Digital Travel Guru  

Khlong Lat Mayom provides an authentic Thai floating market experience. Those with a passion for food must visit this market that will leave you spoilt for choice. It is only 20 km out of Bangkok, yet you get the feel you are in a rural part of Thailand. It is definitely one of my favorite markets in Bangkok. I came to know of it from a Thai friend who lives in Bangkok, and when I visited, I hardly saw any fellow tourists there. Floating markets have been a part of the daily Thai life for centuries. They offer exotic delicious fruits to tasty Thai desserts and a great selection of meat and seafood dishes. This food lover’s dream is really cheap. You can eat on the riverside from the stalls and small restaurants or eat food served from the local boats cooked right in front of you. Additionally, you can wander to the center of the market for long tail boat tours at around £2 for 1.5 hours. The trip offers you a choice to visit a temple and a round of small villages. Don’t forget to bring back some tasty treats with you and check out stalls selling handicrafts and locally crafted products.

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Some recommended food to try includes Pad Thai Kanom Jeen (cold rice vermicelli), Hoi Tod (oyster omelet), Southern Khao Mok Gai (chicken biryani), Northern Khao Soi (curried noodles peppery), Somtum Papaya Salad etc. Do try the various varieties of crab, prawns, fish, squid, which you can get grilled, steamed or fried, combined with a rice or noodle dish, and a tasty side dish of vegetables. Pla Pao (Thai salt crusted grilled fish), Gai Galae (Thai grilled chicken from the southern Thailand), Palm sugar juice were delicious and a must-try too. Its opening hours are from 9am-4pm on Saturdays & Sundays (usually closed on weekdays) and the best arrival time is between 10-11am.

Tha Kha Market – close to Amphawa (Thailand)

The Orient Excess

Floating markets in Thailand have always been a popular attraction, and if you are not afraid to travel a little outside of Bangkok then you can find a few that keep a very old “local” flavour. Not too far from the massive floating market of Amphawa you will find Tha Kha. Driving through mud roads and dirt paths, this small floating market seems to only hold a few vendors, most pretty old and pretty used to their job. They exchange commodities with each other, food, fruits, and with a surprising strength, hold the boat straight despite the very heavy weight they have on the front (put 5 coconuts on my boat and I’d flip over in less than a minute).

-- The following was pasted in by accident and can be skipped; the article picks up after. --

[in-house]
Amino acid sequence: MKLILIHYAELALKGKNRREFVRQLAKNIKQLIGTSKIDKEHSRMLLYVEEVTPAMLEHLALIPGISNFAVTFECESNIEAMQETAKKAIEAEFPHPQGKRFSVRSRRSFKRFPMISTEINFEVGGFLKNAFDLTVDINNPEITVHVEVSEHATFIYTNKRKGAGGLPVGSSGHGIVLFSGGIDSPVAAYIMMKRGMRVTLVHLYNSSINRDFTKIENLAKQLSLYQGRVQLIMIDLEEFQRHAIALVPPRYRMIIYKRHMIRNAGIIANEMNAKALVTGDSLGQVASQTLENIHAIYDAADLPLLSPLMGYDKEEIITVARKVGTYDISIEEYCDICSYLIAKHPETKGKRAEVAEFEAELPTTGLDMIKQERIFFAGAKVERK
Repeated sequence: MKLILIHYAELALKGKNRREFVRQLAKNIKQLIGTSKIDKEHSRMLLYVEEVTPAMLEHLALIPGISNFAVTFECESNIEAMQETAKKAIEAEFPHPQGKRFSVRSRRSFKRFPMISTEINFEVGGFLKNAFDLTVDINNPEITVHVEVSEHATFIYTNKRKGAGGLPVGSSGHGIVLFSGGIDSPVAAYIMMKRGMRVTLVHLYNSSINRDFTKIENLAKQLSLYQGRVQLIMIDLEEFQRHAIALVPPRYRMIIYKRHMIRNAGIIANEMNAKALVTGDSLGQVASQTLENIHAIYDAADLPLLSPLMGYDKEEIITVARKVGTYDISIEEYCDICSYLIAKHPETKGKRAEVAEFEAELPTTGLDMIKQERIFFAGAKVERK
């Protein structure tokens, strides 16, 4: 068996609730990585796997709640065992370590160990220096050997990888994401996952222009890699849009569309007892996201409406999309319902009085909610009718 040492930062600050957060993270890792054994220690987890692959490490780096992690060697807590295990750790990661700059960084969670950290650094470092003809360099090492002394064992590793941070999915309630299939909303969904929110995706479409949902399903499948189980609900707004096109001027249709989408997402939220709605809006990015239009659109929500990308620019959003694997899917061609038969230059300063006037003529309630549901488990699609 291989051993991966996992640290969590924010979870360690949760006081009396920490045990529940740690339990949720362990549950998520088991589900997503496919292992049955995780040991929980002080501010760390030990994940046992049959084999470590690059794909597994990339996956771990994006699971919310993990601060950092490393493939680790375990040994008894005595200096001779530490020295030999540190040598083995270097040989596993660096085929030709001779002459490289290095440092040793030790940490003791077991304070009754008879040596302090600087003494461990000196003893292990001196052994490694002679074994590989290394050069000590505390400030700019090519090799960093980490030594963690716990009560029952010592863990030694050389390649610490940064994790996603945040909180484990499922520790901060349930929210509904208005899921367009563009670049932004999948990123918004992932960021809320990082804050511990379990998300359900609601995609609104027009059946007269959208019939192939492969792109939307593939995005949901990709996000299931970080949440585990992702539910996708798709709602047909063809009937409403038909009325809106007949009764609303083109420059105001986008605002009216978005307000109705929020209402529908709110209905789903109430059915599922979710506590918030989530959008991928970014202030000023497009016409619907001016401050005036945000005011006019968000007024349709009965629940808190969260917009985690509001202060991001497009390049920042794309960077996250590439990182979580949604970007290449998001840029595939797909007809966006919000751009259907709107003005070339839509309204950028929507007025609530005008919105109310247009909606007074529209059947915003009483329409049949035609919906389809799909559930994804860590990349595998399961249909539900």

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Maybe a little inconvenient to find, the Tha Kha market is worth staying the night in Amphawa to get a chance to visit both. Added bonus: if your schedule allows it, you could even get a look at the famous market laying on the railway track.

Bakun Floating Market, Sarawak, Borneo (Malaysia) 

Cycloscope

Almost the same size of Singapore, blue water, and jungle all around, the Bakun Lake looks beautiful when you reach it, but it’s not supposed to exist. Situated 60 km from Belaga in Sarawak (Malaysian Borneo), it was created in 1986 as a hydroelectric reservoir, capable of supplying 90% of Sarawak energy demand. The dam that encloses it is the biggest dam in Asia, outside of China. To build this, thousands of natives were evicted from their ancestral lands and resettled near palm oil plantation, doomed to live a lifestyle unknown to them. But some of them simply didn’t accept that, they stayed, retiring in the jungles upstream the river, or building floating houses near the jetty. It’s those people that, every Wednesday and Saturday, give life to one of the most peculiar floating markets in Southeast Asia. IMG_4089-01

They bring in fresh products from the jungle with their longboats, vegetables, fruit, game, and medicinal herbs that are impossible to find everywhere else, in the territory of Borneo by now devastated by deforestation, but that are an ancestral part of the local culture. This is their struggle to survive, to still live following the path of their ancestors.

Kelantan Floating Market – Kampung Pulau Suri, Tumpat (Malaysia)

Lyf&Spice

The floating market at the state of Kelantan, Malaysia, has been made much along the lines of the markets of Thailand. Although they cannot exactly be compared, the market could be considered a smaller twin of the Thai markets. The relatively new Pasar Terapung Kelantan or Kelantan Floating Market offers all that a local food enthusiast would like to taste. Besides the usual tender coconut water, fried rice preparations and traditional cakes or kuih, the vendors offer coconut salad or kerabu nipah, soupy noodles or mee celup and kuih sepit or crispy battered wafers.

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We were happy to see a new market in the state that attracts locals and tourists alike. It is situated at Kampung Pulau Suri of Tumpat district and is accessed via boats through the Kuala Besar Jetty Point. You can expect to see vendors set stalls in and out of the boats as well. There is a mid-sized sandy area that has tables and benches, as well as hammocks, shops selling clothes and enough space for kids to play.

Thanks to fellow-travellers/contributors for sharing their experiences across various floating markets of Southeast Asia.

Bookmark- share – follow the guide during your trip to Southeast Asia.

** We know there are a lot more floating markets in SE Asia. If you want to contribute to the guide, reach out to us at lyfandspice@gmail.com and we can roll out phase-2.